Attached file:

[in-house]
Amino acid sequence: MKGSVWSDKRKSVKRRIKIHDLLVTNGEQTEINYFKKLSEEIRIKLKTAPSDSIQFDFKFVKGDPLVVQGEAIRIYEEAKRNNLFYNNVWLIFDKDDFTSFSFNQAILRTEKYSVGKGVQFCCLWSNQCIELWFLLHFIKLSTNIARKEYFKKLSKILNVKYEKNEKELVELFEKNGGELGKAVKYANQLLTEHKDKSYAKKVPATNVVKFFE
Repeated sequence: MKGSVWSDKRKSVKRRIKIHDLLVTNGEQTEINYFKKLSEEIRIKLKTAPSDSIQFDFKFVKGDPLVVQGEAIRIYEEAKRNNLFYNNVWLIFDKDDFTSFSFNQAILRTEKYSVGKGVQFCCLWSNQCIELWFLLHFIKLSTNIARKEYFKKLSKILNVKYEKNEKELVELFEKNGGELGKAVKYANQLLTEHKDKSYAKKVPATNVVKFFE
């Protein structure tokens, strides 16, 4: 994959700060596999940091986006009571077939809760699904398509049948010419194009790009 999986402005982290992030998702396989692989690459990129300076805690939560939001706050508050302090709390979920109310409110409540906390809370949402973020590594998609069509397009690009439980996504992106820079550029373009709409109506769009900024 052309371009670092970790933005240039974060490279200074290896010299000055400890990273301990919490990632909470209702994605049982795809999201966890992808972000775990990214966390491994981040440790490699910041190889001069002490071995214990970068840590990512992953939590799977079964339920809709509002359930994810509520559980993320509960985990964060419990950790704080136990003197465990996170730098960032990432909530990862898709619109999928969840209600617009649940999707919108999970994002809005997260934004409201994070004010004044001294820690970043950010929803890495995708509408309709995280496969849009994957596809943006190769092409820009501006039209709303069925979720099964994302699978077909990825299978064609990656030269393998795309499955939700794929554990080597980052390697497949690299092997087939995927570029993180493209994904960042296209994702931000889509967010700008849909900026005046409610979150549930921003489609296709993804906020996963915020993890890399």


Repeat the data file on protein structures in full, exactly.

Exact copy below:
[in-house]
Amino acid sequence: MKGSVWSDKRKSVKRRIKIHDLLVTNGEQTEINYFKKLSEEIRIKLKTAPSDSIQFDFKFVKGDPLVVQGEAIRIYEEAKRNNLFYNNVWLIFDKDDFTSFSFNQAILRTEKYSVGKGVQFCCLWSNQCIELWFLLHFIKLSTNIARKEYFKKLSKILNVKYEKNEKELVELFEKNGGELGKAVKYANQLLTEHKDKSYAKKVPATNVVKFFE
Repeated sequence: MKGSVWSDKRKSVKRRIKIHDLLVTNGEQTEINYFKKLSEEIRIKLKTAPSDSIQFDFKFVKGDPLVVQGEAIRIYEEAKRNNLFYNNVWLIFDKDDFTSFSFNQAILRTEKYSVGKGVQFCCLWSNQCIELWFLLHFIKLSTNIARKEYFKKLSKILNVKYEKNEKELVELFEKNGGELGKAVKYANQLLTEHKDKSYAKKVPATNVVKFFE
């Protein structure tokens, strides 16, 4: 994959700060596999940091986006009571077939809760699904398509049948010419194009790009 999986402005982290992030998702396989692989690459990129300076805690939560939001706050508050302090709390979920109310409110409540906390809370949402973020590594998609069509397009690009439980996504992106820079550029373009709409109506769009900024 052309371009670092970790933005240039974060490279200074290896010299000055400890990273301990919490990632909470209702994605049982795809999201966890992808972000775990990214966390491994981040440790490699910041190889001069002490071995214990970068840590990512992953939590799977079964339920809709509002359930994810509520559980993320509960985990964060419990950790704080136990003197465990996170730098960032990432909530990862898709619109999928969840209600617009649940999707919108999970994002809005997260934004409201994070004010004044001294820690970043950010929803890495995708509408309709995280496969849009994957596809943006190769092409820009501006039209709303069925979720099964994302699978077909990825299978064609990656030269393998795309499955939700794929554990080597980052390697497949690299092997087939995927570029993180493209994904960042296209994702931000889509967010700008849909900026005046409610979150549930921003489609296709993804906020996963915020993890890399």